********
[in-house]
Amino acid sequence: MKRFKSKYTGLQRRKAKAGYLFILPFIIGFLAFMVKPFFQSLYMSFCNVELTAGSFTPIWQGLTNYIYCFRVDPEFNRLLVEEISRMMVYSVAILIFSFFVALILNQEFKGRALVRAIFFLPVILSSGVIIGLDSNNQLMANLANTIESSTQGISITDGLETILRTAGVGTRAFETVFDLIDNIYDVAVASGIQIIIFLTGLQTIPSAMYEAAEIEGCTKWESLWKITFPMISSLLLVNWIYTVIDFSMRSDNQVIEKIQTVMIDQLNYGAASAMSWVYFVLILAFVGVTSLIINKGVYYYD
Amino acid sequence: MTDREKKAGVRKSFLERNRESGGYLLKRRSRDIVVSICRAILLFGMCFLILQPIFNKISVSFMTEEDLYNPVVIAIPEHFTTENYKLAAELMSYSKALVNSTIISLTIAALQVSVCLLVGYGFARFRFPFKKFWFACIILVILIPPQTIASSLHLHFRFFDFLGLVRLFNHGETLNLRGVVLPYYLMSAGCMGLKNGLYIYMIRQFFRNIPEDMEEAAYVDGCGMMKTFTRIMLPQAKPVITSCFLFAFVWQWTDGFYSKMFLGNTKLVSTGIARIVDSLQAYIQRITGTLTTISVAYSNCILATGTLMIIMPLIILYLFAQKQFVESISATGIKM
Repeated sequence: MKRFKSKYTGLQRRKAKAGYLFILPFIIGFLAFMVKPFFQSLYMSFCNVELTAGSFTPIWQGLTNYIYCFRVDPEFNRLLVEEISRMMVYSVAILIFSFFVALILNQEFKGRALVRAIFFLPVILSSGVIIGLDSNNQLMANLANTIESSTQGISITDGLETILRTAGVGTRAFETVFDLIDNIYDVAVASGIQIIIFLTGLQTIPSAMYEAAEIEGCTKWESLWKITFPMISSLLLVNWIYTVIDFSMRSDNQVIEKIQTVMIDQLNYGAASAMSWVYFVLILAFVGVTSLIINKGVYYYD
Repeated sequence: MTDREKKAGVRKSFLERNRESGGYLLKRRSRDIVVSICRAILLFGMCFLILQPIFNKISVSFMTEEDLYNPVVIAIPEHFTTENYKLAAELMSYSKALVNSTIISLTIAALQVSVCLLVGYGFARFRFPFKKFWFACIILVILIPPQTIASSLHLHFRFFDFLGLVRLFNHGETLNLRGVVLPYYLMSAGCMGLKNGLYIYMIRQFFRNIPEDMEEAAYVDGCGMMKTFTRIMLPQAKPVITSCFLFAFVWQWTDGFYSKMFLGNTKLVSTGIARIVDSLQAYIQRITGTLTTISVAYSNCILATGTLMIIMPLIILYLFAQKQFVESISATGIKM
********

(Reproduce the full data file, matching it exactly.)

[in-house]
Amino acid sequence: MKRFKSKYTGLQRRKAKAGYLFILPFIIGFLAFMVKPFFQSLYMSFCNVELTAGSFTPIWQGLTNYIYCFRVDPEFNRLLVEEISRMMVYSVAILIFSFFVALILNQEFKGRALVRAIFFLPVILSSGVIIGLDSNNQLMANLANTIESSTQGISITDGLETILRTAGVGTRAFETVFDLIDNIYDVAVASGIQIIIFLTGLQTIPSAMYEAAEIEGCTKWESLWKITFPMISSLLLVNWIYTVIDFSMRSDNQVIEKIQTVMIDQLNYGAASAMSWVYFVLILAFVGVTSLIINKGVYYYD
Amino acid sequence: MTDREKKAGVRKSFLERNRESGGYLLKRRSRDIVVSICRAILLFGMCFLILQPIFNKISVSFMTEEDLYNPVVIAIPEHFTTENYKLAAELMSYSKALVNSTIISLTIAALQVSVCLLVGYGFARFRFPFKKFWFACIILVILIPPQTIASSLHLHFRFFDFLGLVRLFNHGETLNLRGVVLPYYLMSAGCMGLKNGLYIYMIRQFFRNIPEDMEEAAYVDGCGMMKTFTRIMLPQAKPVITSCFLFAFVWQWTDGFYSKMFLGNTKLVSTGIARIVDSLQAYIQRITGTLTTISVAYSNCILATGTLMIIMPLIILYLFAQKQFVESISATGIKM
Repeated sequence: MKRFKSKYTGLQRRKAKAGYLFILPFIIGFLAFMVKPFFQSLYMSFCNVELTAGSFTPIWQGLTNYIYCFRVDPEFNRLLVEEISRMMVYSVAILIFSFFVALILNQEFKGRALVRAIFFLPVILSSGVIIGLDSNNQLMANLANTIESSTQGISITDGLETILRTAGVGTRAFETVFDLIDNIYDVAVASGIQIIIFLTGLQTIPSAMYEAAEIEGCTKWESLWKITFPMISSLLLVNWIYTVIDFSMRSDNQVIEKIQTVMIDQLNYGAASAMSWVYFVLILAFVGVTSLIINKGVYYYD
Repeated sequence: MTDREKKAGVRKSFLERNRESGGYLLKRRSRDIVVSICRAILLFGMCFLILQPIFNKISVSFMTEEDLYNPVVIAIPEHFTTENYKLAAELMSYSKALVNSTIISLTIAALQVSVCLLVGYGFARFRFPFKKFWFACIILVILIPPQTIASSLHLHFRFFDFLGLVRLFNHGETLNLRGVVLPYYLMSAGCMGLKNGLYIYMIRQFFRNIPEDMEEAAYVDGCGMMKTFTRIMLPQAKPVITSCFLFAFVWQWTDGFYSKMFLGNTKLVSTGIARIVDSLQAYIQRITGTLTTISVAYSNCILATGTLMIIMPLIILYLFAQKQFVESISATGIKM